- Active Learning with PowerPoint
- Designing Smart Lectures
- Savvy Web Searching
- Making Active Learning Work
- Writing Your Teaching Philosophy
- Cooperative Quizzes
Moodle Resource Sites (Except as noted below, see page 28 of the Administrative Handbook for information about getting access to a site.)
- Anatomy and Physiology (Contact the faculty coordinator for link and access.)
- Animal Science (Contact the faculty coordinator for link and access.)
- Calculus (Contact the faculty coordinator for access.)
- German 1003
- German 1004
- Political Science
- Public Speaking
- University Writing
- Writing Studio
Teachers and enrolled students have full access to the University library system. In addition, CIS has a dedicated librarian, Kate Peterson (firstname.lastname@example.org), who will help you develop special library resource pages for your students. Visit the College in the Schools Library Guide for more information and links to examples of course-specific pages.
For Faculty Coordinators
Faculty Coordinator Handbook
The Faculty Coordinator Handbook includes key information for CIS faculty coordinators on such topics as faculty coordinator responsibilities; how faculty coordinators support CIS teachers; and planning for teacher professional development workshops, school visits, and student field days.
School Visits (See page 35 of the Faculty Coordinator Handbook for more information.)
The links below may open slowly. If you have trouble accessing the forms, contact Koleen Knudson in the CIS office at email@example.com.
- Teacher Observation/School Visit Form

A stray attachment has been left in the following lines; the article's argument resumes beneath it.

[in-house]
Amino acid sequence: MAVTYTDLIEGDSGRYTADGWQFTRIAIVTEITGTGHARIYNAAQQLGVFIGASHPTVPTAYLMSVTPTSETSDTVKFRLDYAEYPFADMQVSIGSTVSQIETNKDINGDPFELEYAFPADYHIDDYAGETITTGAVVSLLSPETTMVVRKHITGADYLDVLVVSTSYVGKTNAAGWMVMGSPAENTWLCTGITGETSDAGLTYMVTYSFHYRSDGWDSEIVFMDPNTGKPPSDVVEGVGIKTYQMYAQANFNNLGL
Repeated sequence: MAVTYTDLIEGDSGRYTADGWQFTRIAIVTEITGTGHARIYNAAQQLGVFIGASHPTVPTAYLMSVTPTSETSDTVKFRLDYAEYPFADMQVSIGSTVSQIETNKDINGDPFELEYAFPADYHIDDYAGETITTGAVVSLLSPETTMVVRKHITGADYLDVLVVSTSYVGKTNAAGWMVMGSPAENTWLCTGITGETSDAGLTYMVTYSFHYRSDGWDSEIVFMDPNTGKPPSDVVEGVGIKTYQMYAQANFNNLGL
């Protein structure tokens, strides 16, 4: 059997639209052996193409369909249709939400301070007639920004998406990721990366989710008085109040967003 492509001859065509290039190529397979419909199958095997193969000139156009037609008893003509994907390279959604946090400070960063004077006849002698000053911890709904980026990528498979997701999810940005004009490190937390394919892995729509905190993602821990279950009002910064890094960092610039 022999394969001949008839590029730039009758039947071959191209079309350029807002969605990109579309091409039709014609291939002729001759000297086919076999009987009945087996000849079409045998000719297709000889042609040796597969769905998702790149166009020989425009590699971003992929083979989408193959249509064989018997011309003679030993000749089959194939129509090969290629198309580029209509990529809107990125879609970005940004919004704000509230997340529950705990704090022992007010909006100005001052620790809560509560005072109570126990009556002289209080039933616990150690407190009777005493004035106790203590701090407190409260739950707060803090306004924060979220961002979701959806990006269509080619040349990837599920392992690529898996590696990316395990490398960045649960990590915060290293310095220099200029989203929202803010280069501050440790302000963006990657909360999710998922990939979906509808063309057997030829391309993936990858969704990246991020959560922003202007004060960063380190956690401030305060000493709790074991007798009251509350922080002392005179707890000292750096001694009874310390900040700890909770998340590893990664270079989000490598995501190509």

- Mileage Reimbursement Form
- Mileage Reimbursement Form instructions
Field Days (See page 28 of the Faculty Coordinator Handbook for more information.)
Videos from the Center for School Change
These videos present students speaking in different languages about why it's important to prepare for and attend college.The emphasis in each video is different, but all of the videos encourage students to take advantage of dual credit opportunities such as AP, IB, College in the Schools, and PSEO.
Jump Start Your Future (Hmong)
Jump Start Your Future (Somali)
Oportunidades de Crédito Doble para Estudiantes de High School Latinos (Spanish)
This U.S. Department of Education web site allows school officials to track FAFSA (Free Application for Federal Student Aid) submission and completion statistics at individual high schools, to help officials ensure that their students are able to determine their eligibility for federal student aid.
Paying for College
The Minnesota Office of Higher Education has an entire section of its web site devoted to information and resources students and parents can use to learn about applying for financial aid; the cost of college; available grants, scholarships, and loans; education tax benefits; and more.
CIS Information to Share with Others